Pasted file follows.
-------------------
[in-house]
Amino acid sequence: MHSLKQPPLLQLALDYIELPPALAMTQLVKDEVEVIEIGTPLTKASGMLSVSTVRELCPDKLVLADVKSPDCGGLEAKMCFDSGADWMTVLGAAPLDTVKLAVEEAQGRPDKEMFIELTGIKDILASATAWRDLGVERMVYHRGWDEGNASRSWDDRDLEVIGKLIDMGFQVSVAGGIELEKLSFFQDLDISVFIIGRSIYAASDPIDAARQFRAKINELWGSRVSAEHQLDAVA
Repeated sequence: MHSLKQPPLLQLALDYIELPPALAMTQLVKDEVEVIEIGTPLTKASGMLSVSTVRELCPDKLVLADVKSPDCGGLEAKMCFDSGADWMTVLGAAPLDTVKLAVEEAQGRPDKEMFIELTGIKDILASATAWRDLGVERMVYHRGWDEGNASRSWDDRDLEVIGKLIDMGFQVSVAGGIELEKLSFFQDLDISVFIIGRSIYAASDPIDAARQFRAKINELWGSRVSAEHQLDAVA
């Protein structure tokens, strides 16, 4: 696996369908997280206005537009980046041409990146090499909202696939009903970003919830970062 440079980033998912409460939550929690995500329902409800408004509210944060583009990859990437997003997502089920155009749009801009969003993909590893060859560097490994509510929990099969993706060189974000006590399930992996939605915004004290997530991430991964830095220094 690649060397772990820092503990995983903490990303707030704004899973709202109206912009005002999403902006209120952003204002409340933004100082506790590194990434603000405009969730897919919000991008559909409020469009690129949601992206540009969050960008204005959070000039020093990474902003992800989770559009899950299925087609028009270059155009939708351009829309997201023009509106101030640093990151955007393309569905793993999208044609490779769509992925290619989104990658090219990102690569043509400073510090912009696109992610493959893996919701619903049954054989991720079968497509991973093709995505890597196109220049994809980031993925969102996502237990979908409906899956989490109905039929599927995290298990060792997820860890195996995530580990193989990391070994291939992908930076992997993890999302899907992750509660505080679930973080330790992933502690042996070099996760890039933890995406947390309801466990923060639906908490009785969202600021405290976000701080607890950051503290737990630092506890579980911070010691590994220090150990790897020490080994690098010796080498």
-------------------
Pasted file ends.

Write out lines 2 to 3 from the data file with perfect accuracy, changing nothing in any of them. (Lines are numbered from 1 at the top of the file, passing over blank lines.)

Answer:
Amino acid sequence: MHSLKQPPLLQLALDYIELPPALAMTQLVKDEVEVIEIGTPLTKASGMLSVSTVRELCPDKLVLADVKSPDCGGLEAKMCFDSGADWMTVLGAAPLDTVKLAVEEAQGRPDKEMFIELTGIKDILASATAWRDLGVERMVYHRGWDEGNASRSWDDRDLEVIGKLIDMGFQVSVAGGIELEKLSFFQDLDISVFIIGRSIYAASDPIDAARQFRAKINELWGSRVSAEHQLDAVA
Repeated sequence: MHSLKQPPLLQLALDYIELPPALAMTQLVKDEVEVIEIGTPLTKASGMLSVSTVRELCPDKLVLADVKSPDCGGLEAKMCFDSGADWMTVLGAAPLDTVKLAVEEAQGRPDKEMFIELTGIKDILASATAWRDLGVERMVYHRGWDEGNASRSWDDRDLEVIGKLIDMGFQVSVAGGIELEKLSFFQDLDISVFIIGRSIYAASDPIDAARQFRAKINELWGSRVSAEHQLDAVA